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Ophthalmology. 2009 Oct;116(10):2001-10. doi: 10.1016/j.ophtha.2009.03.047. Epub 2009 Jul 9.

Observations about objective and subjective ocular torsion.

Author information

  • 1Pediatric Ophthalmology and Adult Strabismus, John W and Helen Doolittle Professor, Department of Ophthalmology and Visual Sciences, University of Wisconsin, Madison, WI, USA. bkushner@wisc.edu

Abstract

OBJECTIVE:

To investigate the relationship between objective and subjective torsion in patients with cyclovertical strabismus and determine whether objective torsion differs according to which eye is fixing.

DESIGN:

A prospective evaluation of tests of objective and subjective torsion.

PARTICIPANTS:

Thirty-six patients with various types of cyclovertical strabismus.

METHODS:

Subjective torsion was assessed with the double Maddox rod, and objective torsion was graded in a masked manner from fundus photographs.

MAIN OUTCOME MEASURES:

Quantification of objective or subjective torsion.

RESULTS:

Objective torsion was the same regardless of which eye was used for fixation. However, after prolonged occlusion of the nonaffected eye, there was often an increase in objective torsion in the nonaffected eye. Subjective torsion typically was absent in patients with objective torsion if they did not have bifoveal fusion but was similar to objective torsion in patients with bifoveal fusional potential.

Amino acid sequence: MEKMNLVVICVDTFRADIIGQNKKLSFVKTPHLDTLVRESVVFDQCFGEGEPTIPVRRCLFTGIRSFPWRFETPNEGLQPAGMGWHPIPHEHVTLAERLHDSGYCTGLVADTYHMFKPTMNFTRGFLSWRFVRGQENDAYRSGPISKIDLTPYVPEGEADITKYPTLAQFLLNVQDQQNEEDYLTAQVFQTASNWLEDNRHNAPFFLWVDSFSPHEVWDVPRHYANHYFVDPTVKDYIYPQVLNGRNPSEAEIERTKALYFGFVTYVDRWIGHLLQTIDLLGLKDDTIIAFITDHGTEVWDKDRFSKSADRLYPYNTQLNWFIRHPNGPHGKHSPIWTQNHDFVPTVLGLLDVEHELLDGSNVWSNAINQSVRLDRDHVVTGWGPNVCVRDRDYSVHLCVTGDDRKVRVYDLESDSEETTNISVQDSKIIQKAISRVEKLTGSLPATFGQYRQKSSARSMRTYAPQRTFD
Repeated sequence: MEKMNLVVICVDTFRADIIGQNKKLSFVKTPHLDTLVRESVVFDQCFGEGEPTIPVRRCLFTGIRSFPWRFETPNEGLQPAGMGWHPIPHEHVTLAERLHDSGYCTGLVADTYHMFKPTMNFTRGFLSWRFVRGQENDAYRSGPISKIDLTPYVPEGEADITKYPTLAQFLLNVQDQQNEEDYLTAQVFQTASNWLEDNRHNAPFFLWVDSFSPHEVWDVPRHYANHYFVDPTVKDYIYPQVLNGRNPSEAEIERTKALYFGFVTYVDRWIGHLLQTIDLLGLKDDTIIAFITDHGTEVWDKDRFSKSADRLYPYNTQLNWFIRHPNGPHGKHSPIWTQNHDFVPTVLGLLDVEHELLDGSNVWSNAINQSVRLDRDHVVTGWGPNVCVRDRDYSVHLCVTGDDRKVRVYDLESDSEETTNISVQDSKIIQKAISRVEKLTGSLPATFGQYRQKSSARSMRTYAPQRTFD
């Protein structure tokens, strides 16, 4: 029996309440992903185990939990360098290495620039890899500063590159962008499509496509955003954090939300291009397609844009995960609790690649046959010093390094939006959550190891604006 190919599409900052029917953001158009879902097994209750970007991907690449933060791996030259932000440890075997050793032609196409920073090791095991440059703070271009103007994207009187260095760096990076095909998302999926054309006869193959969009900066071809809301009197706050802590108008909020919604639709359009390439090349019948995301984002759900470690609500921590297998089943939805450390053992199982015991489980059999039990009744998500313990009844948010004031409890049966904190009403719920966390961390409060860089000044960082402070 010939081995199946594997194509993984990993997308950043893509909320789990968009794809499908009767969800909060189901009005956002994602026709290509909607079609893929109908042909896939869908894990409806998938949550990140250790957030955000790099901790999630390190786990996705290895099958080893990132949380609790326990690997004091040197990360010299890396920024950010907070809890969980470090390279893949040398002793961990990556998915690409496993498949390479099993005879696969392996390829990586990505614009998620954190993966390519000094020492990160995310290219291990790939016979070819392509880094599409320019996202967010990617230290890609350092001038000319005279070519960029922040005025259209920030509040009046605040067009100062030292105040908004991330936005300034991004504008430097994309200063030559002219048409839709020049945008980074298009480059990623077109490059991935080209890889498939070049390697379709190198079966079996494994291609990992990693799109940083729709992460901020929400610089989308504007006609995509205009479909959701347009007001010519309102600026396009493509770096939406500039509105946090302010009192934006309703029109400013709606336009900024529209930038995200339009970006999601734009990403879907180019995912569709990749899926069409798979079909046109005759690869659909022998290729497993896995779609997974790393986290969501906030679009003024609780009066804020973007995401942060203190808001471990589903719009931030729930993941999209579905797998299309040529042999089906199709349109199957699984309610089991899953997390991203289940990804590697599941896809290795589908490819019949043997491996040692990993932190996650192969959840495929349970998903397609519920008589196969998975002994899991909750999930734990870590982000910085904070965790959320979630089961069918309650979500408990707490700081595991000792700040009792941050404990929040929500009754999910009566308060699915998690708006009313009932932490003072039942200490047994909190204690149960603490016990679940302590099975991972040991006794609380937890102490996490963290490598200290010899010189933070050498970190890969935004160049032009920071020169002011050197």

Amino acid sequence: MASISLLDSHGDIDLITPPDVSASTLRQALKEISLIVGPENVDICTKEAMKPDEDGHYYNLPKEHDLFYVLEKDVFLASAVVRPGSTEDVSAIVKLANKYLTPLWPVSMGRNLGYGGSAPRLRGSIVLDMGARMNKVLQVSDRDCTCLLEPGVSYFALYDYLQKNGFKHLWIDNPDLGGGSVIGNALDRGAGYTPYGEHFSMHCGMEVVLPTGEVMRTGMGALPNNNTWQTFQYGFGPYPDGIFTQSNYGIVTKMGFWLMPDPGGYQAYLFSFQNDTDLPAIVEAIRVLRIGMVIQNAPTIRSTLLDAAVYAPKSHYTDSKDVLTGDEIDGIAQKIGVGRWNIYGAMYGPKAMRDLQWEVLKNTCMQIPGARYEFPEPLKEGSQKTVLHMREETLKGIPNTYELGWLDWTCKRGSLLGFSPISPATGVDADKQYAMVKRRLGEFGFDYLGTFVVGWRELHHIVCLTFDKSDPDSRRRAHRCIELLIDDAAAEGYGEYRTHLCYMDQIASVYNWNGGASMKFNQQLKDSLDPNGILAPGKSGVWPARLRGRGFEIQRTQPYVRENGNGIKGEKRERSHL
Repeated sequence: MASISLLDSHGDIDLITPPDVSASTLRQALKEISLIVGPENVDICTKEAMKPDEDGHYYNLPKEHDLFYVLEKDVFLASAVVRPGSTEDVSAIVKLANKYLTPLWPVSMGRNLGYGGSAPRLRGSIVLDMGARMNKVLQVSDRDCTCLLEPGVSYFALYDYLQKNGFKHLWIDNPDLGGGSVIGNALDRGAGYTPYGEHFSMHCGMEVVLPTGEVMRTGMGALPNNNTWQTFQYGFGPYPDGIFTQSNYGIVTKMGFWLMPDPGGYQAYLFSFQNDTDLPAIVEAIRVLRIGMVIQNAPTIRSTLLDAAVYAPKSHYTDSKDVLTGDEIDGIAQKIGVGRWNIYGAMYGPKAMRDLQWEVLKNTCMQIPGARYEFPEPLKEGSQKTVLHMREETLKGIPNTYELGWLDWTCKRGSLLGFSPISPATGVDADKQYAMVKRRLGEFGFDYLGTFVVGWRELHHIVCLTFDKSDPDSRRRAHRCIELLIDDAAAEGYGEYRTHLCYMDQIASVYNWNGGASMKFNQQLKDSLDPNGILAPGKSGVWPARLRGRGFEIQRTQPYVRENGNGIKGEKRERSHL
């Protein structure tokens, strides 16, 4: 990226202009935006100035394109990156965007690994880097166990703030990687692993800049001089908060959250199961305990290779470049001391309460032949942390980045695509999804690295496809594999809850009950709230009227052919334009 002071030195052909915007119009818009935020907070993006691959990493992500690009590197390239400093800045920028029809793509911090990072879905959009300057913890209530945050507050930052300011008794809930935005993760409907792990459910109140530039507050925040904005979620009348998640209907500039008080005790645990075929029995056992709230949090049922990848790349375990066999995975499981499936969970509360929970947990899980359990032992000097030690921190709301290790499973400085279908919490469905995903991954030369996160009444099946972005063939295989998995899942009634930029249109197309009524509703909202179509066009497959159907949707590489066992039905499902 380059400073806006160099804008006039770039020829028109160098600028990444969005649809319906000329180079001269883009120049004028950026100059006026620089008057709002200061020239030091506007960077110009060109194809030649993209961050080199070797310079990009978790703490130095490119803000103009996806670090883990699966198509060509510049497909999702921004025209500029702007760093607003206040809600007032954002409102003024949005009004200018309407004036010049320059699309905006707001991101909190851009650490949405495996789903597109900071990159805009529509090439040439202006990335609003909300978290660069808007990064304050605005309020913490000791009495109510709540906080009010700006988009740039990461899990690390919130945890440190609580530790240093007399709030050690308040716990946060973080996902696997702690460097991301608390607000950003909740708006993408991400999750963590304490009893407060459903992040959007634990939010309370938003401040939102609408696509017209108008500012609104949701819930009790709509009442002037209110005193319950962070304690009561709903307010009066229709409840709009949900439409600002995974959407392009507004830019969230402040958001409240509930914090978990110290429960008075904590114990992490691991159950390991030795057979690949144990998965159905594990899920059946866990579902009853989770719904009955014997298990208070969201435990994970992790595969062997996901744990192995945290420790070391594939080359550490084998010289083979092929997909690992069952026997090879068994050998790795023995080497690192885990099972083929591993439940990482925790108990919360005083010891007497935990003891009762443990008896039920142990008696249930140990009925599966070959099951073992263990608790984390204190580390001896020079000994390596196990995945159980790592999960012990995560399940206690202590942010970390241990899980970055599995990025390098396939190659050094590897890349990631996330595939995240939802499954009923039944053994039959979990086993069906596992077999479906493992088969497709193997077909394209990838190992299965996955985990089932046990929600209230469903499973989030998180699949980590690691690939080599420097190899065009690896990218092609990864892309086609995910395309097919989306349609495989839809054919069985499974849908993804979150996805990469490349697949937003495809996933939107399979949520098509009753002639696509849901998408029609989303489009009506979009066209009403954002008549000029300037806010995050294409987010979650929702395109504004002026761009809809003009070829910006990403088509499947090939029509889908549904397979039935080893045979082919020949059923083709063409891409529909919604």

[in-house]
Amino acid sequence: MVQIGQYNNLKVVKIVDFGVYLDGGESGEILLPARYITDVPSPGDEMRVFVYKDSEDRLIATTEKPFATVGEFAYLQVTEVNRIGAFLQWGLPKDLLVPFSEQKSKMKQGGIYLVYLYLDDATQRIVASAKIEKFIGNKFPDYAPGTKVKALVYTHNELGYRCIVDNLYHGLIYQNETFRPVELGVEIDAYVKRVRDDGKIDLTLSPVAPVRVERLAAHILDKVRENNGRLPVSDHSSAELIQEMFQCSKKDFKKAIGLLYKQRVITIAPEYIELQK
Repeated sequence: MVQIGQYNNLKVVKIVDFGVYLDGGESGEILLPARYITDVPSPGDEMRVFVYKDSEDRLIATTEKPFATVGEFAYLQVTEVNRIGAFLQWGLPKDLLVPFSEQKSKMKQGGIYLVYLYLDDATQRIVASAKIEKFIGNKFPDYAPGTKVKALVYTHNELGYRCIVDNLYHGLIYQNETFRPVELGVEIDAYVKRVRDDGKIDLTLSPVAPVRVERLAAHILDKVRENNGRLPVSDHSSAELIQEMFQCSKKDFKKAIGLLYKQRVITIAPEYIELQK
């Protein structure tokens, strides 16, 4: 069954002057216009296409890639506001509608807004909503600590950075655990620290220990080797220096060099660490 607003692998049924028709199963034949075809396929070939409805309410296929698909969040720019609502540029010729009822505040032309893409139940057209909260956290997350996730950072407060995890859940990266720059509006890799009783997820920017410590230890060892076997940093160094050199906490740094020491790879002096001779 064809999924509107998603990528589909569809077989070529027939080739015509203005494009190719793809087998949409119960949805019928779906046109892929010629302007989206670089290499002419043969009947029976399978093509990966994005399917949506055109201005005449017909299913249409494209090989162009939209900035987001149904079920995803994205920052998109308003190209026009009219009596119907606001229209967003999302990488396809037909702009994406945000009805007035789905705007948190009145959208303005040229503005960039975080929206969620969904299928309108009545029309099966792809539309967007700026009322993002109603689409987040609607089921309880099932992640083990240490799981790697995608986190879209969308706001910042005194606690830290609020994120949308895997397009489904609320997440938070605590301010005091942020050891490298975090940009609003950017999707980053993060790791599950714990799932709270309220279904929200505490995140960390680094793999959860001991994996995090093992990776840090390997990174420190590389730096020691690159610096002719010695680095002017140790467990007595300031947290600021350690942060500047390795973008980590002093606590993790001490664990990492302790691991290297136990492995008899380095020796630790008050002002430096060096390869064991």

CONCLUSIONS:

Assessment of objective and subjective torsion are each important but play separate roles in the evaluation of cyclovertical strabismus. There is no immediate torsional motor shift when fixation switches from the nonaffected to the affected eye. However, prolonged fixation of the affected eye may possibly result in a motor torsional change in the nonaffected eye in some patients.

PMID:
19592099
[PubMed - indexed for MEDLINE]
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